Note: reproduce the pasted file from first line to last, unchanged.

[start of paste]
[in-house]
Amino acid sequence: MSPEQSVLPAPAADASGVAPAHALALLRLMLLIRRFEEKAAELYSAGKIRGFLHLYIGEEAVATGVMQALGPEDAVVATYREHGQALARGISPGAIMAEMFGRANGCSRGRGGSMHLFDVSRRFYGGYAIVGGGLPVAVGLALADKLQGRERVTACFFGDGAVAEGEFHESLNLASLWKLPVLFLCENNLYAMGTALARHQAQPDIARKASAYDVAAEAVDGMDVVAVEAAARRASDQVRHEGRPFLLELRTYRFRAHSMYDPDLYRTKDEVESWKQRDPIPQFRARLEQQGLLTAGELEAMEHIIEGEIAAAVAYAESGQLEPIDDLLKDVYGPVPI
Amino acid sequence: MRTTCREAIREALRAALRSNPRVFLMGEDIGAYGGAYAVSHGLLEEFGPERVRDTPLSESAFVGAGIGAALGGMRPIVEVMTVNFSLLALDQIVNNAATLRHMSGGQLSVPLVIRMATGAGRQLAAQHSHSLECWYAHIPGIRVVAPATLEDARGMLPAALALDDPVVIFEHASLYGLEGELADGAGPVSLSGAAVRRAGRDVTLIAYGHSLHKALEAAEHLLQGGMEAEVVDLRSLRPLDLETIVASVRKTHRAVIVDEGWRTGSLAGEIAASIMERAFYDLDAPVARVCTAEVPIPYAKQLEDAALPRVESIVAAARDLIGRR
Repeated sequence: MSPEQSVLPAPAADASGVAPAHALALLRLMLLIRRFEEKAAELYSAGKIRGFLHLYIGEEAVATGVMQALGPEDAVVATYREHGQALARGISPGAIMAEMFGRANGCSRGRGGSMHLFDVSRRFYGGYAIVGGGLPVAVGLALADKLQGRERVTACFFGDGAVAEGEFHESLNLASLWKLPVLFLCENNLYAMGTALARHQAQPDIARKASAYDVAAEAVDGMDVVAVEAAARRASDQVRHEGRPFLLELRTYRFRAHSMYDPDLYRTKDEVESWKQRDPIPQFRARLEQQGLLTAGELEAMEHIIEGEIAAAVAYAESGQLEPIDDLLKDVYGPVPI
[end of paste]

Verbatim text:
[in-house]
Amino acid sequence: MSPEQSVLPAPAADASGVAPAHALALLRLMLLIRRFEEKAAELYSAGKIRGFLHLYIGEEAVATGVMQALGPEDAVVATYREHGQALARGISPGAIMAEMFGRANGCSRGRGGSMHLFDVSRRFYGGYAIVGGGLPVAVGLALADKLQGRERVTACFFGDGAVAEGEFHESLNLASLWKLPVLFLCENNLYAMGTALARHQAQPDIARKASAYDVAAEAVDGMDVVAVEAAARRASDQVRHEGRPFLLELRTYRFRAHSMYDPDLYRTKDEVESWKQRDPIPQFRARLEQQGLLTAGELEAMEHIIEGEIAAAVAYAESGQLEPIDDLLKDVYGPVPI
Amino acid sequence: MRTTCREAIREALRAALRSNPRVFLMGEDIGAYGGAYAVSHGLLEEFGPERVRDTPLSESAFVGAGIGAALGGMRPIVEVMTVNFSLLALDQIVNNAATLRHMSGGQLSVPLVIRMATGAGRQLAAQHSHSLECWYAHIPGIRVVAPATLEDARGMLPAALALDDPVVIFEHASLYGLEGELADGAGPVSLSGAAVRRAGRDVTLIAYGHSLHKALEAAEHLLQGGMEAEVVDLRSLRPLDLETIVASVRKTHRAVIVDEGWRTGSLAGEIAASIMERAFYDLDAPVARVCTAEVPIPYAKQLEDAALPRVESIVAAARDLIGRR
Repeated sequence: MSPEQSVLPAPAADASGVAPAHALALLRLMLLIRRFEEKAAELYSAGKIRGFLHLYIGEEAVATGVMQALGPEDAVVATYREHGQALARGISPGAIMAEMFGRANGCSRGRGGSMHLFDVSRRFYGGYAIVGGGLPVAVGLALADKLQGRERVTACFFGDGAVAEGEFHESLNLASLWKLPVLFLCENNLYAMGTALARHQAQPDIARKASAYDVAAEAVDGMDVVAVEAAARRASDQVRHEGRPFLLELRTYRFRAHSMYDPDLYRTKDEVESWKQRDPIPQFRARLEQQGLLTAGELEAMEHIIEGEIAAAVAYAESGQLEPIDDLLKDVYGPVPI